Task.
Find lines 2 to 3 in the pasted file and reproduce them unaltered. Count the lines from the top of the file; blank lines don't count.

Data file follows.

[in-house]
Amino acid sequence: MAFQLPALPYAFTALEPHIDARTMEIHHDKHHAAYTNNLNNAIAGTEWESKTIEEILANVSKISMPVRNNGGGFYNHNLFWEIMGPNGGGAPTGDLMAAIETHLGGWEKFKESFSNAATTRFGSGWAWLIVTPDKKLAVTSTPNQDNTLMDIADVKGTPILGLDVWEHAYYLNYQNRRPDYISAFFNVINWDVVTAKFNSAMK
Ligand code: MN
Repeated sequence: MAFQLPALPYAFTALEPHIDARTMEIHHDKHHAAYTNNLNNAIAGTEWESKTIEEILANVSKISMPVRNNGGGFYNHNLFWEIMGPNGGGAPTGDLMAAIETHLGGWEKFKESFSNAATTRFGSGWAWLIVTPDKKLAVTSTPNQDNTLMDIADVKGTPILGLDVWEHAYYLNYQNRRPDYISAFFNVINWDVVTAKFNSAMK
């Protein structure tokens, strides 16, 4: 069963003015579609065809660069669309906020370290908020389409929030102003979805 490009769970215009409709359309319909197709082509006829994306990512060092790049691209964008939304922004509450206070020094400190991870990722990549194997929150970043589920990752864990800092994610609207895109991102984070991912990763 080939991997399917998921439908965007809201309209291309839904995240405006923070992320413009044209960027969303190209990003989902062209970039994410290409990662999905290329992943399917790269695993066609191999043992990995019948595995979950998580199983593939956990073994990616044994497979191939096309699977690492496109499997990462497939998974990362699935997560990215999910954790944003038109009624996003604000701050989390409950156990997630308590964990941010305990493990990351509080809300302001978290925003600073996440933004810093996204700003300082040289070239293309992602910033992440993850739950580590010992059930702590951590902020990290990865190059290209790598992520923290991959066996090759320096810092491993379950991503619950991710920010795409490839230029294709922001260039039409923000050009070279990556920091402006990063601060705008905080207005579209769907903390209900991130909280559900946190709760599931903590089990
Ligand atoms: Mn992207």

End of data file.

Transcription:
Amino acid sequence: MAFQLPALPYAFTALEPHIDARTMEIHHDKHHAAYTNNLNNAIAGTEWESKTIEEILANVSKISMPVRNNGGGFYNHNLFWEIMGPNGGGAPTGDLMAAIETHLGGWEKFKESFSNAATTRFGSGWAWLIVTPDKKLAVTSTPNQDNTLMDIADVKGTPILGLDVWEHAYYLNYQNRRPDYISAFFNVINWDVVTAKFNSAMK
Ligand code: MN